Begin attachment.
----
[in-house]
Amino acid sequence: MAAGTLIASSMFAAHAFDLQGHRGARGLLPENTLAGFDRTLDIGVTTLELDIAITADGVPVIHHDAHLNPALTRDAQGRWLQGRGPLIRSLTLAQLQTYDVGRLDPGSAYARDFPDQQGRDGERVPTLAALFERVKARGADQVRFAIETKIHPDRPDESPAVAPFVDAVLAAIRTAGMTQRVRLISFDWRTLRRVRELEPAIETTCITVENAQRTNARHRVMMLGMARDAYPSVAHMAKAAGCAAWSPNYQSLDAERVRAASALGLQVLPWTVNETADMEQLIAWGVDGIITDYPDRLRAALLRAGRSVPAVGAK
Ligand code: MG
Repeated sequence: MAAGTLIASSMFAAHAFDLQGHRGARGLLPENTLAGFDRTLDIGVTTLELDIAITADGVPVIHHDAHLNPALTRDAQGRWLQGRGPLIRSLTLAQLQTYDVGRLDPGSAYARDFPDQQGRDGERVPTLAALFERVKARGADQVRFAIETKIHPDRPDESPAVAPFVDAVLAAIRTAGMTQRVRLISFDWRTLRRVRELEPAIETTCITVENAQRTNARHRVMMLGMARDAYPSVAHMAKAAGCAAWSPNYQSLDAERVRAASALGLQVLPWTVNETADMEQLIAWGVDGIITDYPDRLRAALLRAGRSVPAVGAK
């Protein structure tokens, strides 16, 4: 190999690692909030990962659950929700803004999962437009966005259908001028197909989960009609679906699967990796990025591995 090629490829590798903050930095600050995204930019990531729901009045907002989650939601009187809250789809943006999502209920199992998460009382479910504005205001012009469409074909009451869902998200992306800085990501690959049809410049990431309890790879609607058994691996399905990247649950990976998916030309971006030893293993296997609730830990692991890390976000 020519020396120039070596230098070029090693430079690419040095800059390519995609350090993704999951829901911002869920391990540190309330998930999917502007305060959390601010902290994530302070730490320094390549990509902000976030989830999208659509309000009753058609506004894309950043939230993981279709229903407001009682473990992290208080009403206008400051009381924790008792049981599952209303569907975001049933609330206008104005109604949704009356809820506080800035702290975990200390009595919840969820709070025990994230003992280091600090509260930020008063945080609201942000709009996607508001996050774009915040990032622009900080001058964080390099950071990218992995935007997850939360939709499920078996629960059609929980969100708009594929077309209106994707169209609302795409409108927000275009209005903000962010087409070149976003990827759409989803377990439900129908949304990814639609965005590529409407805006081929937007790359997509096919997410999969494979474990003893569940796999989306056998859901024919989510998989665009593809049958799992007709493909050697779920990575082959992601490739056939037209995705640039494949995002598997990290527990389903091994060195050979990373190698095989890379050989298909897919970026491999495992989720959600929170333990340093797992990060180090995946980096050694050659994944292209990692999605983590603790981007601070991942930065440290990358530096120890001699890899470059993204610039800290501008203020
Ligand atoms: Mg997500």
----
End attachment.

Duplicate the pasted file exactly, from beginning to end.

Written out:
[in-house]
Amino acid sequence: MAAGTLIASSMFAAHAFDLQGHRGARGLLPENTLAGFDRTLDIGVTTLELDIAITADGVPVIHHDAHLNPALTRDAQGRWLQGRGPLIRSLTLAQLQTYDVGRLDPGSAYARDFPDQQGRDGERVPTLAALFERVKARGADQVRFAIETKIHPDRPDESPAVAPFVDAVLAAIRTAGMTQRVRLISFDWRTLRRVRELEPAIETTCITVENAQRTNARHRVMMLGMARDAYPSVAHMAKAAGCAAWSPNYQSLDAERVRAASALGLQVLPWTVNETADMEQLIAWGVDGIITDYPDRLRAALLRAGRSVPAVGAK
Ligand code: MG
Repeated sequence: MAAGTLIASSMFAAHAFDLQGHRGARGLLPENTLAGFDRTLDIGVTTLELDIAITADGVPVIHHDAHLNPALTRDAQGRWLQGRGPLIRSLTLAQLQTYDVGRLDPGSAYARDFPDQQGRDGERVPTLAALFERVKARGADQVRFAIETKIHPDRPDESPAVAPFVDAVLAAIRTAGMTQRVRLISFDWRTLRRVRELEPAIETTCITVENAQRTNARHRVMMLGMARDAYPSVAHMAKAAGCAAWSPNYQSLDAERVRAASALGLQVLPWTVNETADMEQLIAWGVDGIITDYPDRLRAALLRAGRSVPAVGAK
């Protein structure tokens, strides 16, 4: 190999690692909030990962659950929700803004999962437009966005259908001028197909989960009609679906699967990796990025591995 090629490829590798903050930095600050995204930019990531729901009045907002989650939601009187809250789809943006999502209920199992998460009382479910504005205001012009469409074909009451869902998200992306800085990501690959049809410049990431309890790879609607058994691996399905990247649950990976998916030309971006030893293993296997609730830990692991890390976000 020519020396120039070596230098070029090693430079690419040095800059390519995609350090993704999951829901911002869920391990540190309330998930999917502007305060959390601010902290994530302070730490320094390549990509902000976030989830999208659509309000009753058609506004894309950043939230993981279709229903407001009682473990992290208080009403206008400051009381924790008792049981599952209303569907975001049933609330206008104005109604949704009356809820506080800035702290975990200390009595919840969820709070025990994230003992280091600090509260930020008063945080609201942000709009996607508001996050774009915040990032622009900080001058964080390099950071990218992995935007997850939360939709499920078996629960059609929980969100708009594929077309209106994707169209609302795409409108927000275009209005903000962010087409070149976003990827759409989803377990439900129908949304990814639609965005590529409407805006081929937007790359997509096919997410999969494979474990003893569940796999989306056998859901024919989510998989665009593809049958799992007709493909050697779920990575082959992601490739056939037209995705640039494949995002598997990290527990389903091994060195050979990373190698095989890379050989298909897919970026491999495992989720959600929170333990340093797992990060180090995946980096050694050659994944292209990692999605983590603790981007601070991942930065440290990358530096120890001699890899470059993204610039800290501008203020
Ligand atoms: Mg997500």